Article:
Director: Anne Fontaine
Cast: Naomi Watts, Robin Wright, Xavier Samuel, James Frecheville, Ben Mendelsohn, Sophie Lowe, Gary Sweet, Jessica Tovey
RunTime: 1 hr 51 mins
Rating: M18 (Some Sexual Scenes and Coarse Language)
Released By: Cathay-Keris Films
Official Website: www.adoremovie.com
Opening Day: 14 November 2013
Synopsis: Nobel Prize for Literature winner Doris Lessing’s beautiful and heart-wrenching story of two lifelong friends who fall in love with each other’s teenaged sons. Two Mothers is an erotic tale of misguided love and a celebration of the enduring nature of female friendship. Roz and Lil are the best of friends, and have been since childhood growing up as neighbours in an idyllic beach town. As adults, their teenaged sons have developed a friendship as strong as that which binds their mothers. One perfect summer the boys, along with their mothers, are confronted by the simmering emotions that have been mounting between them. Deeply emotional, Two Mothers is a story of family, sensuality, compassion, morality and above all love.
The Doris Lessing novella ‘The Grandmothers’ on which this movie is based told the story of forbidden love between two women who enter into relationships with each other’s sons, but however intriguing that might sound to you, Anne Fontaine’s adaptation of it is otherwise dull and uninvolving. Taking the high-concept premise too literally, it forgets to answer perhaps the most fundamental question - just why would two attractive middle-aged women who seem perfectly well-adjusted defy the very basics of social norms and indulge in such illicit pleasures?
The fault is as much Fontaine (the French filmmaker making her English language debut here) as it is its screenwriter Christopher Hampton. Indeed, in adapting Lessing’s tale for the big screen, Hamption demonstrates none of that signature flair so evident in films like ‘Atonement’ and ‘A Dangerous Method’; instead, the writing here feels leaden and clunky, stuck in the kind of dialogue that you would expect lifted from the pages of a book. Not only that, the pace is ultimately too stultifying to engage, trapped in its own self-seriousness without any awareness of its own ludicrousness.
Pardon our disbelief, but little that happens rings true. So what if it opens with Lil’s (Naomi Watts) husband’s funeral? It’s not as if how Lil or her son Ian (Xavier Samuel) seem to care at any other point in the story. So what if Lil and her best friend Roz (Robin Wright) harbour some sort of lesbian yen specifically alluded to at the beginning? It doesn’t seem as if they share any sort of spark - except with their respective sons - as the movie progresses. But most importantly, so what if Ian and Tom (James Frecheville) are their flesh and blood? Neither Lil now Roz behave like mothers towards either of them at all, their idea of bonding simply lounging around in their gym-toned bodies along a sun-kissed bay along the coast of Western Australia.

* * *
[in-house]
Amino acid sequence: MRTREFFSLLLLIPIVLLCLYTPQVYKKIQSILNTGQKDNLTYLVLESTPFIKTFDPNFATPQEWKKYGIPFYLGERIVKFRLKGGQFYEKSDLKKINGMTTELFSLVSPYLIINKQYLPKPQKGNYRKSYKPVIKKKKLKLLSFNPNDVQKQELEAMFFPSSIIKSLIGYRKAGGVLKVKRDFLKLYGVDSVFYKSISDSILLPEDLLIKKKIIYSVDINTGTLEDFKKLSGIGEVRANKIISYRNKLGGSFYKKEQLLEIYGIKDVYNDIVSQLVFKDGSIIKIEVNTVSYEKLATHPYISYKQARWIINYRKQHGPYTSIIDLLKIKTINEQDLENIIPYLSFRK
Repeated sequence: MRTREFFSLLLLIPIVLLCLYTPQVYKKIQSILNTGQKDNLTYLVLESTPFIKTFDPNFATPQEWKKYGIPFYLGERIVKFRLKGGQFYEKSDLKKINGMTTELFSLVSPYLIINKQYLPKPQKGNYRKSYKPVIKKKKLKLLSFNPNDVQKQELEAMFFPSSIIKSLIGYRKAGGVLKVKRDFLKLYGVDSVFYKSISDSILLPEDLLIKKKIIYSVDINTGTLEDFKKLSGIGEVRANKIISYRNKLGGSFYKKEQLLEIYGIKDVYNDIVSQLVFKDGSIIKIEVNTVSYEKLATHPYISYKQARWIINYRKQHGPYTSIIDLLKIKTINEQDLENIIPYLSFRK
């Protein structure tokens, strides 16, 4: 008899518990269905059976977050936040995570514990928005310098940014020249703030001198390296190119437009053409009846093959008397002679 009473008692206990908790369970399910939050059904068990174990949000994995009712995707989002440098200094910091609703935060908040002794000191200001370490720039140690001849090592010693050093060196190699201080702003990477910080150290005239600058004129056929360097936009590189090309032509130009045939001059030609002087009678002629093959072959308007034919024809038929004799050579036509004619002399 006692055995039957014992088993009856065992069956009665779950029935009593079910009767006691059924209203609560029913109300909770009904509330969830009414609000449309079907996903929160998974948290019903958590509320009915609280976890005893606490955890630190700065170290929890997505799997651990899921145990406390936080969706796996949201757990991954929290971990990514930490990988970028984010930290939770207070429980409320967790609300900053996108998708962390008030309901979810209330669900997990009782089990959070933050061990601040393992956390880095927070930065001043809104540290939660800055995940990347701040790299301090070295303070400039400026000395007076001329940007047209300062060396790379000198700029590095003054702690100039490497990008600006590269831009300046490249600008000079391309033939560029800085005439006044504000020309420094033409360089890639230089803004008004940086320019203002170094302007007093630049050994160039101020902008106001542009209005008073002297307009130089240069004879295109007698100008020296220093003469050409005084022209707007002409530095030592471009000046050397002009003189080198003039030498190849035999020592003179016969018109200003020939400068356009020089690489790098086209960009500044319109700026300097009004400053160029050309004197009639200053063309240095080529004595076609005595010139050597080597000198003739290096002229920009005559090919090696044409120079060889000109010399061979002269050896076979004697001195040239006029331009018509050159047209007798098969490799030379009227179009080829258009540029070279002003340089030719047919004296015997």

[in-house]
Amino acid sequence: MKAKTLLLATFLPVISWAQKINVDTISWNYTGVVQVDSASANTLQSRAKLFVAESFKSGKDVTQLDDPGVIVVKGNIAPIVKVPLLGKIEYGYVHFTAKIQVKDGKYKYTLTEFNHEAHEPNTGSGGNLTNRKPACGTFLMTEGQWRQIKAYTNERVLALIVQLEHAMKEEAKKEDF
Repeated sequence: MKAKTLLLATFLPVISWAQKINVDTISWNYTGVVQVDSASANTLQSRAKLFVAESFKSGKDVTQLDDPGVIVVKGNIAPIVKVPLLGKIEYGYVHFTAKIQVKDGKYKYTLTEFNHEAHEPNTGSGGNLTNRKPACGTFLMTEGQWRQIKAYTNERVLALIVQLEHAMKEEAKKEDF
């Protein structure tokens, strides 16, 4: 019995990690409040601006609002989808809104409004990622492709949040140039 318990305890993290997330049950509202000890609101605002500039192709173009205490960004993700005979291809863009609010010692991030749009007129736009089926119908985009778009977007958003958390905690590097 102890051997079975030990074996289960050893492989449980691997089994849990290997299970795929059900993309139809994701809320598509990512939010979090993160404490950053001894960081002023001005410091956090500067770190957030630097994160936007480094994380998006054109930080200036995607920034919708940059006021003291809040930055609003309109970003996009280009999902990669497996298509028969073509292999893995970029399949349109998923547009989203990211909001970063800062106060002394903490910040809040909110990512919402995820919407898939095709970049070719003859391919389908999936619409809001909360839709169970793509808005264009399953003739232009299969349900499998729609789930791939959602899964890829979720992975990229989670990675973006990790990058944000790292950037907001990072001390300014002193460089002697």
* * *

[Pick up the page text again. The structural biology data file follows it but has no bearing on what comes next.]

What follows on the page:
It is Ian who first gets in the sack with Roz, the latter’s husband (Ben Mendelsohn) out of town for a new posting he has just gotten at a university teaching drama in Sydney. Then Tom, stumbling upon their late night tryst, decides to do likewise with Lil. And just like that, the mothers start their sexual relationship with their respective sons, without any hint of compunction of their actions. Those looking for some meaningful exploration of Oedipal sexual attraction should simply look elsewhere; for more than half the time, Fontaine is simply content to let these four characters indulge in their inter-generational coupling without any hint of interruption.
Only in the last third does the narrative bring in an added layer of complication in the form of Tom and then Ian’s more appropriately aged other half, which prompts Roz to re-examine their relationships. Even then, it’s too little too late - though the film tries to make the point that their passion for each other ends up snuffing out their capacity for other romantic interactions, you’ll find yourself hardly invested in the lives of four shallow individuals who after all seem to be content with sunbathing and surfing all the time.
Not even the sincere performances from Watts and Wright do much in redeeming the movie from its own implausibility. Most of the time, either actress is called only to look good against their much younger counterparts Samuel and Frecheville - and that’s a particular pity for Watts, who must have believed in the material to also serve as producer here. Compared to Samuel, Frecheville gives his character more depth, but the Australian actor is also hemmed in by a script that goes nowhere.
There is but one standout scene that comes right at the end, when Lil reflects on the weight of their own actions and how it has changed each one of them in perpetuity. Unfortunately, it is but one poignant moment in a movie that otherwise rings hollow, whether in the characters that inhabit it or the relationships that they share. Well-intentioned as it may be, Fontaine’s Hollywood debut is ultimately caught amidst cross-cultural barriers - after all, we can imagine how the French might have added a lot more skin to at least engage or distract you from its far-fetched premise.
(Despite good performances from Naomi Watts and Robin Wright, this is a well-intentioned but far from perfect drama built on a high-concept premise that ultimately fails to convince)
Review by Gabriel Chong